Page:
SpaceX Too Expensive? SpinLaunch Will Catapult Cargo Into Space for $500K
To escape Earth's gravity, a spacecraft needs to be going around 25,000 miles per hour. Apart from a certain nuclear manhole, not many objects can pull that off without the use of rockets. SpaceX and other companies are trying to get around the tremendous cost of conventional rocket launches by making their rockets reusable, but a new, secretive space start-up called SpinLaunch wants to take the rockets out of the equation entirely.
The idea behind SpinLaunch is to use a giant centrifuge instead, accelerating payloads to speeds of around 3,000 miles per hour (almost Mach 4) and then launching them into the atmosphere. According to Jonathan Yaney, the CEO, "SpinLaunch employs a rotational acceleration method, harnessing angular momentum to gradually accelerate the vehicle to hypersonic speeds. This approach employs a dramatically lower cost architecture with much lower power."
Instead of coming with a $90 million price tag like a SpaceX launch, the projected cost of a SpinLaunch...uh, launch...would be around $500,000. That means, depending on the payload in question, a centrifuge launch would cost less than 1 percent of a traditional rocket operation. Even if SpinLaunch is limited when it comes to the kinds of cargo they can catapult into space, the drastically low cost could open up space to a larger range of companies. Considering that private space companies took in about $4 billion dollars in investments last year, it's the perfect time to get in the game.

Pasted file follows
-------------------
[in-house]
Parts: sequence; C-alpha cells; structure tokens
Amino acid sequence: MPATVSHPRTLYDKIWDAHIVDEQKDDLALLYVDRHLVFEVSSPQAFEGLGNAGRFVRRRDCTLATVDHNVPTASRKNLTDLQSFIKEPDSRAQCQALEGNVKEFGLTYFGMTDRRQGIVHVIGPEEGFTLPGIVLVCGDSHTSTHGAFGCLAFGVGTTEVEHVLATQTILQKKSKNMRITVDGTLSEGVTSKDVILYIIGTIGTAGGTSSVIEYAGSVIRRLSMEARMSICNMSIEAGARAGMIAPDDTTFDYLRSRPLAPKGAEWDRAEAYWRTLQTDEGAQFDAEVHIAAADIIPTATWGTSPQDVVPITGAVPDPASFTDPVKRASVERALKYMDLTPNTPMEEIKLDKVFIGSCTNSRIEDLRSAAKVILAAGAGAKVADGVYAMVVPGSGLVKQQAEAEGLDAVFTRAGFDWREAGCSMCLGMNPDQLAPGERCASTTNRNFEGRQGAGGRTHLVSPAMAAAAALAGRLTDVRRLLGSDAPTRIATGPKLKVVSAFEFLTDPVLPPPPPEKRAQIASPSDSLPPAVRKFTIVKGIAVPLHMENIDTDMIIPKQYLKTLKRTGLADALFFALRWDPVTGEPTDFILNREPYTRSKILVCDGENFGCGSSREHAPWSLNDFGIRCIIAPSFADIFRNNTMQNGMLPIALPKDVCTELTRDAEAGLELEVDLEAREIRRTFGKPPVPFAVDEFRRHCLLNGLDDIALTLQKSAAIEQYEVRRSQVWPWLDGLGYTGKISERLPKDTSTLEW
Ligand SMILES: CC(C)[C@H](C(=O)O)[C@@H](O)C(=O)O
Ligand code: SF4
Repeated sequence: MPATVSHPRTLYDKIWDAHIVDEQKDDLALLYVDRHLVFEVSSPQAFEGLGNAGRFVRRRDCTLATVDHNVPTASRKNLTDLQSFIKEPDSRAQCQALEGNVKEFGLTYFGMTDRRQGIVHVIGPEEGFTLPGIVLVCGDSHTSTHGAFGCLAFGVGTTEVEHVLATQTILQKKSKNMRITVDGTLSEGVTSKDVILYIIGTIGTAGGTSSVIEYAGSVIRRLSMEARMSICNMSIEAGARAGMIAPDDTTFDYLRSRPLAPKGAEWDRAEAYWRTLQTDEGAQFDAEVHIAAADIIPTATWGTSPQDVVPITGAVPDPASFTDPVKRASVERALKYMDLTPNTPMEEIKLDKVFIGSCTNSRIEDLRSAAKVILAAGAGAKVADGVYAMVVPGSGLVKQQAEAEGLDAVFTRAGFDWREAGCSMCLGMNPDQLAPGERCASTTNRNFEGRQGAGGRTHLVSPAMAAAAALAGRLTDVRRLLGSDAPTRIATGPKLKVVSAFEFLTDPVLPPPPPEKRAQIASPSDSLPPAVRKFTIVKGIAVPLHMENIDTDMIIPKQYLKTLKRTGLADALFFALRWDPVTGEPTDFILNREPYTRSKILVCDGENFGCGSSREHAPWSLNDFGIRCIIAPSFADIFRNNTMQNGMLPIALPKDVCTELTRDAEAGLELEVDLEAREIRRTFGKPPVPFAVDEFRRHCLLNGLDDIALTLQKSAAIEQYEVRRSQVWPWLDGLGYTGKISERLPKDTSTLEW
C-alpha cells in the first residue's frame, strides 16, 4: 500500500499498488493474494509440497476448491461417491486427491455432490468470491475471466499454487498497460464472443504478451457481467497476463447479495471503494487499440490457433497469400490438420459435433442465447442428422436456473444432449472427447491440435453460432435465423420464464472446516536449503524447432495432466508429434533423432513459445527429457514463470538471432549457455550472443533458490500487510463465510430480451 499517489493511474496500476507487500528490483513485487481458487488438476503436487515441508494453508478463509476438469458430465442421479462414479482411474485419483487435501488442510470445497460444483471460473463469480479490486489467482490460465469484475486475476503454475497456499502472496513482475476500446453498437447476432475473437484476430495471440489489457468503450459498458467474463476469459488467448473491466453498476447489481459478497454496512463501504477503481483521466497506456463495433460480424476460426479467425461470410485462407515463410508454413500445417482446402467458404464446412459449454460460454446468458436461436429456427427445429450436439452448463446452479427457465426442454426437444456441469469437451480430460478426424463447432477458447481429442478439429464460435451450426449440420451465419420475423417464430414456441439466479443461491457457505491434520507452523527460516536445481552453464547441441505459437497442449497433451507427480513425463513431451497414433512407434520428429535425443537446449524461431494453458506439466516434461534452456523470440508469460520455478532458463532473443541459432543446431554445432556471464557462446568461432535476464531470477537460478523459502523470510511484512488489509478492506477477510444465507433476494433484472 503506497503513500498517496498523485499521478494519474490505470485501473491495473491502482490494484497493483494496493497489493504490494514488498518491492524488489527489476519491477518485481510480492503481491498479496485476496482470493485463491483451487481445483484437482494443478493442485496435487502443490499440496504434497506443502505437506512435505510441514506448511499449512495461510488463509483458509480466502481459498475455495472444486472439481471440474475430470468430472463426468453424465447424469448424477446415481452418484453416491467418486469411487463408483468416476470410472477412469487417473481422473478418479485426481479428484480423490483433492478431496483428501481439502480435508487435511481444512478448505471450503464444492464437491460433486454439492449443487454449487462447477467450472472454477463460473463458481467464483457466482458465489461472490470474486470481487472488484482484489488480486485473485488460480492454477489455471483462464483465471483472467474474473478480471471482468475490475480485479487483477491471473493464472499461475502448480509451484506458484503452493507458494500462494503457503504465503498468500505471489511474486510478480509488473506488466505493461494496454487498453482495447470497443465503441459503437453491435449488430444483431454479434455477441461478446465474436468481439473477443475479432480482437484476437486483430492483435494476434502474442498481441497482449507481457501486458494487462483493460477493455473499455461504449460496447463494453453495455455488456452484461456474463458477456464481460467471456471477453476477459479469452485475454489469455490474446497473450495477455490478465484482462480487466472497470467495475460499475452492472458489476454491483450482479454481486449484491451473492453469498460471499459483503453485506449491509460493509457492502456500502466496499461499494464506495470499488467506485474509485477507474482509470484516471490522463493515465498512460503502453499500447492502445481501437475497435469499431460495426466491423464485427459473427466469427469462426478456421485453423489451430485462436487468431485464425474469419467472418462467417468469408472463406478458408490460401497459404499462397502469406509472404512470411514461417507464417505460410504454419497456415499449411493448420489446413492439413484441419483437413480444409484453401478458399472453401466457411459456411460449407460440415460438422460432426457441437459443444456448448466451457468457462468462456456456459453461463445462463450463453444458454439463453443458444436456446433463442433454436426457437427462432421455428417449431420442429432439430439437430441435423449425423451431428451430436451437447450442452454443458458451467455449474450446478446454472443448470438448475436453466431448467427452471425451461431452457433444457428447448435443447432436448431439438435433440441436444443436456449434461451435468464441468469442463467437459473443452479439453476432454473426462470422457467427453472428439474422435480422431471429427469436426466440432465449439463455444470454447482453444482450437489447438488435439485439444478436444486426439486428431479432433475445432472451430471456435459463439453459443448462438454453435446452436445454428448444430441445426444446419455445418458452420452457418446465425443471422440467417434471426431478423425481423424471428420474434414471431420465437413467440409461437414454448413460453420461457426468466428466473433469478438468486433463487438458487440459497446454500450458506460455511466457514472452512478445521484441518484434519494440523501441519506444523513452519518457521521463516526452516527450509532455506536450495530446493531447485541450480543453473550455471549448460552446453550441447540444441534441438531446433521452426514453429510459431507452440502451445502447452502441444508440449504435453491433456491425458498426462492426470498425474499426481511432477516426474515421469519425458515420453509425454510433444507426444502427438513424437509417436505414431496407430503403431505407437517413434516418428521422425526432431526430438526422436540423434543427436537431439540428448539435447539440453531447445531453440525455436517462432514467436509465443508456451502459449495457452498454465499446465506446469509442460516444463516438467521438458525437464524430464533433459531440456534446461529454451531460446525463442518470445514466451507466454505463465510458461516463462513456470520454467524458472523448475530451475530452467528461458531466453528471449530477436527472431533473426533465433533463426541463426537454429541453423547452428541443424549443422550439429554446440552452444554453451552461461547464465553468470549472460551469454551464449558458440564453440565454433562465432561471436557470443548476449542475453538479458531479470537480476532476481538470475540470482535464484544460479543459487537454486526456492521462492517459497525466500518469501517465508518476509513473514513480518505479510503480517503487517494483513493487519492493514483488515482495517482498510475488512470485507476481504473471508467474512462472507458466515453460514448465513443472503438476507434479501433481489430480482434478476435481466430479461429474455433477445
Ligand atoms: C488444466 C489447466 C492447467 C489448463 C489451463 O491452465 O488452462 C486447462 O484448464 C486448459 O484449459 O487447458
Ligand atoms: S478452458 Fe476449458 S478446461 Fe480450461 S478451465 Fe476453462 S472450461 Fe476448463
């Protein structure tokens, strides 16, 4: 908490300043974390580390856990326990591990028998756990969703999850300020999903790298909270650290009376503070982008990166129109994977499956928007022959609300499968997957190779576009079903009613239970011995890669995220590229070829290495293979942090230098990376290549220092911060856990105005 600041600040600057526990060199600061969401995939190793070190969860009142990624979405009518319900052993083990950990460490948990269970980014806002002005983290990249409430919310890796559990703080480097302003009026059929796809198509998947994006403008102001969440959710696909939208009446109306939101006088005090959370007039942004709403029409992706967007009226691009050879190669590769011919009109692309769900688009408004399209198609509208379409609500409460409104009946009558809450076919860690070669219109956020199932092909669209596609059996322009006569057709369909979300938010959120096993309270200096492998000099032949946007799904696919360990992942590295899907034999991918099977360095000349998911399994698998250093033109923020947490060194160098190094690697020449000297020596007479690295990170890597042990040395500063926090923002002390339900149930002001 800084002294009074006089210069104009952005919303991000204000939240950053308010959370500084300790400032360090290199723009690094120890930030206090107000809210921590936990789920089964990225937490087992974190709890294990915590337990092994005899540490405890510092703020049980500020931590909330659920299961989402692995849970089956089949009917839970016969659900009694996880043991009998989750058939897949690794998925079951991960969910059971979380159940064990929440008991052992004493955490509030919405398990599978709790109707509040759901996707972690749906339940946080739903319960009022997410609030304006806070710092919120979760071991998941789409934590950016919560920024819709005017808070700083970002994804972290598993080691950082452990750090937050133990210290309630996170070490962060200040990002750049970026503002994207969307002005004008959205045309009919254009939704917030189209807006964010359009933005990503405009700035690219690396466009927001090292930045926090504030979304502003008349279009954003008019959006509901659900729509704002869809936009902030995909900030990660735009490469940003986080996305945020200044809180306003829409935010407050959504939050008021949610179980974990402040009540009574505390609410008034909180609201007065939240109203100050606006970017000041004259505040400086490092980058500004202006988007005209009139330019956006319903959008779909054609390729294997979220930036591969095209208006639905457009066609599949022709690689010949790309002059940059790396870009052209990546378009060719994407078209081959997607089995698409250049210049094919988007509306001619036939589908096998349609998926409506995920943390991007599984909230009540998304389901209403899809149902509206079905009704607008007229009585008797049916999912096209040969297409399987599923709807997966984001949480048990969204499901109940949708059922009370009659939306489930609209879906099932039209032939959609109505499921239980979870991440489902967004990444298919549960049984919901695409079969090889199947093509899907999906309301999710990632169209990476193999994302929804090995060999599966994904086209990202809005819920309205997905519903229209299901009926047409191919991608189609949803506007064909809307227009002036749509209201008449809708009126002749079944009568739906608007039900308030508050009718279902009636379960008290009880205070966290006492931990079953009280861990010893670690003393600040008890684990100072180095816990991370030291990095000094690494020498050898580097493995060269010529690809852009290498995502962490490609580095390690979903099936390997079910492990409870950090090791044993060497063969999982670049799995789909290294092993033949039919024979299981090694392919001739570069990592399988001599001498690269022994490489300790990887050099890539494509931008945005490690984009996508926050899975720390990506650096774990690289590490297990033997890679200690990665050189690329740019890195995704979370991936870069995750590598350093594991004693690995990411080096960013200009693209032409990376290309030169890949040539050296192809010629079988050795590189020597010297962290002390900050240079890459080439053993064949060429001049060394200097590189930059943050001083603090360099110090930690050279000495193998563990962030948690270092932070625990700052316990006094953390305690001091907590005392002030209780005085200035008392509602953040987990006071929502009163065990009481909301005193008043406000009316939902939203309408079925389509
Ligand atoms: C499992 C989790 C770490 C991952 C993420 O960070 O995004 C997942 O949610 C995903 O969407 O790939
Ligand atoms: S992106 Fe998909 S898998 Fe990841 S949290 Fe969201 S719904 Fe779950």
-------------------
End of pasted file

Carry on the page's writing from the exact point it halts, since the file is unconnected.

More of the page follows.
SpinLaunch has made progress with investors too, but the biggest hurdle is going to be creating that giant centrifuge. "During the last three years, the core technology has been developed, prototyped, tested and most of the tech risk retired," according to Yaney. "The remaining challenges are in the construction and associated areas that all very large hardware development and construction projects face."
We'll be honest here: a huge Mach-3 centrifuge spinning thousand-pound satellites around sounds like the kind of device that's designed to explode spectacularly (Elon Musk even created a highlights reel of his rocket explosions to demonstrate that hey, things go wrong). On top of that, two anonymous scientists have pointed out that any payload SpinLaunch shoots into the atmosphere is going to deal with huge amounts of air resistance, as well as tremendous G-forces. Making sure the cargo can withstand both of those could make its operation pricier and less attractive.
Still, it's exciting to see a new challenger in the space race that's trying to change the game. We'll see where SpinLaunch goes from here.